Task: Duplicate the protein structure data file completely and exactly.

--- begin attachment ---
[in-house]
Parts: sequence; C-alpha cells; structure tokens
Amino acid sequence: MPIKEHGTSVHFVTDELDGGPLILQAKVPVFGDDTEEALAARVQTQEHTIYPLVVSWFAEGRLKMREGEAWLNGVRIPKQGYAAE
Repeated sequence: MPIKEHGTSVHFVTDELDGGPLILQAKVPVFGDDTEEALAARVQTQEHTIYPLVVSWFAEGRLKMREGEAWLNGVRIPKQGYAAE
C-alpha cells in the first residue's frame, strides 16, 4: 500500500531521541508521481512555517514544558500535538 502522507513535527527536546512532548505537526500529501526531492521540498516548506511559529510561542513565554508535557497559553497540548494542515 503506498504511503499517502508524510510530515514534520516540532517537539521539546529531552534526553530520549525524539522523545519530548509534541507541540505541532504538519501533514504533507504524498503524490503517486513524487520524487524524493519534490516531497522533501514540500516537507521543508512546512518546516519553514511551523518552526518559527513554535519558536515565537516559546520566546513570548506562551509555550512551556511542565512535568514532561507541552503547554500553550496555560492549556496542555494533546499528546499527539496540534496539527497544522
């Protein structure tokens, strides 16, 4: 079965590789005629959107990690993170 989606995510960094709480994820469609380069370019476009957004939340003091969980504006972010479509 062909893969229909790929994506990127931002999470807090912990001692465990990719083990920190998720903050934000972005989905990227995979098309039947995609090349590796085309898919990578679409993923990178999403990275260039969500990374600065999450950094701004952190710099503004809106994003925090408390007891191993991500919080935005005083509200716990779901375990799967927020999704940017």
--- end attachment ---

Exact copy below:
[in-house]
Parts: sequence; C-alpha cells; structure tokens
Amino acid sequence: MPIKEHGTSVHFVTDELDGGPLILQAKVPVFGDDTEEALAARVQTQEHTIYPLVVSWFAEGRLKMREGEAWLNGVRIPKQGYAAE
Repeated sequence: MPIKEHGTSVHFVTDELDGGPLILQAKVPVFGDDTEEALAARVQTQEHTIYPLVVSWFAEGRLKMREGEAWLNGVRIPKQGYAAE
C-alpha cells in the first residue's frame, strides 16, 4: 500500500531521541508521481512555517514544558500535538 502522507513535527527536546512532548505537526500529501526531492521540498516548506511559529510561542513565554508535557497559553497540548494542515 503506498504511503499517502508524510510530515514534520516540532517537539521539546529531552534526553530520549525524539522523545519530548509534541507541540505541532504538519501533514504533507504524498503524490503517486513524487520524487524524493519534490516531497522533501514540500516537507521543508512546512518546516519553514511551523518552526518559527513554535519558536515565537516559546520566546513570548506562551509555550512551556511542565512535568514532561507541552503547554500553550496555560492549556496542555494533546499528546499527539496540534496539527497544522
């Protein structure tokens, strides 16, 4: 079965590789005629959107990690993170 989606995510960094709480994820469609380069370019476009957004939340003091969980504006972010479509 062909893969229909790929994506990127931002999470807090912990001692465990990719083990920190998720903050934000972005989905990227995979098309039947995609090349590796085309898919990578679409993923990178999403990275260039969500990374600065999450950094701004952190710099503004809106994003925090408390007891191993991500919080935005005083509200716990779901375990799967927020999704940017």